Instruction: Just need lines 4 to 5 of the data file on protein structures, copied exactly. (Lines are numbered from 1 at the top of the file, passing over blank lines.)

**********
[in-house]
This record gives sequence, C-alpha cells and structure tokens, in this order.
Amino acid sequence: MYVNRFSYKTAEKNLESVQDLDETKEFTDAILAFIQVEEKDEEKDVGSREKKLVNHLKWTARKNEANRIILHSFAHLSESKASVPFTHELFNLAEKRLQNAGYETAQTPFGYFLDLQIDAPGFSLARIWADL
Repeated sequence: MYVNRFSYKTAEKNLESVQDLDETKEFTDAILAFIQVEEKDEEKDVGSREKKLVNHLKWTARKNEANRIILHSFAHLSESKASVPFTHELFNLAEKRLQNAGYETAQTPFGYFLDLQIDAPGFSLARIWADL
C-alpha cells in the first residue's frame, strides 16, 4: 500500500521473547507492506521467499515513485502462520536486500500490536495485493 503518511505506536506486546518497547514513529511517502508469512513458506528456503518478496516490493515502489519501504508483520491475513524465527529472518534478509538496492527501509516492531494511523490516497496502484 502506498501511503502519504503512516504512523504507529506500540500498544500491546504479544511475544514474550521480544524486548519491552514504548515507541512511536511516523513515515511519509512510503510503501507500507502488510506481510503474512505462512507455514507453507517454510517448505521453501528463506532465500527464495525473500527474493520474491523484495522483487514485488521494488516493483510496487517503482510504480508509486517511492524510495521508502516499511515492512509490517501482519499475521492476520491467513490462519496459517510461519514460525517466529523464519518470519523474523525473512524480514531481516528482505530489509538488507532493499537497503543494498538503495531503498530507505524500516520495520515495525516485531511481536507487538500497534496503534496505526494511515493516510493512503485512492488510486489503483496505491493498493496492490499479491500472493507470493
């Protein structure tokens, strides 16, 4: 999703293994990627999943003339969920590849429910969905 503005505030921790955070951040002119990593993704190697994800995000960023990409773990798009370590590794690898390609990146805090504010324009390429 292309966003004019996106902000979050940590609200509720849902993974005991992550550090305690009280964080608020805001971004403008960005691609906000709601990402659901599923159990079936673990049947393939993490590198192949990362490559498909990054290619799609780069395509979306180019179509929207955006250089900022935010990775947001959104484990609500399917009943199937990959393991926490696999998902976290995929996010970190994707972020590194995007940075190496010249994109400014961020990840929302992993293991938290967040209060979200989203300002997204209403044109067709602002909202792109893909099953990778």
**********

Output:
Repeated sequence: MYVNRFSYKTAEKNLESVQDLDETKEFTDAILAFIQVEEKDEEKDVGSREKKLVNHLKWTARKNEANRIILHSFAHLSESKASVPFTHELFNLAEKRLQNAGYETAQTPFGYFLDLQIDAPGFSLARIWADL
C-alpha cells in the first residue's frame, strides 16, 4: 500500500521473547507492506521467499515513485502462520536486500500490536495485493 503518511505506536506486546518497547514513529511517502508469512513458506528456503518478496516490493515502489519501504508483520491475513524465527529472518534478509538496492527501509516492531494511523490516497496502484 502506498501511503502519504503512516504512523504507529506500540500498544500491546504479544511475544514474550521480544524486548519491552514504548515507541512511536511516523513515515511519509512510503510503501507500507502488510506481510503474512505462512507455514507453507517454510517448505521453501528463506532465500527464495525473500527474493520474491523484495522483487514485488521494488516493483510496487517503482510504480508509486517511492524510495521508502516499511515492512509490517501482519499475521492476520491467513490462519496459517510461519514460525517466529523464519518470519523474523525473512524480514531481516528482505530489509538488507532493499537497503543494498538503495531503498530507505524500516520495520515495525516485531511481536507487538500497534496503534496505526494511515493516510493512503485512492488510486489503483496505491493498493496492490499479491500472493507470493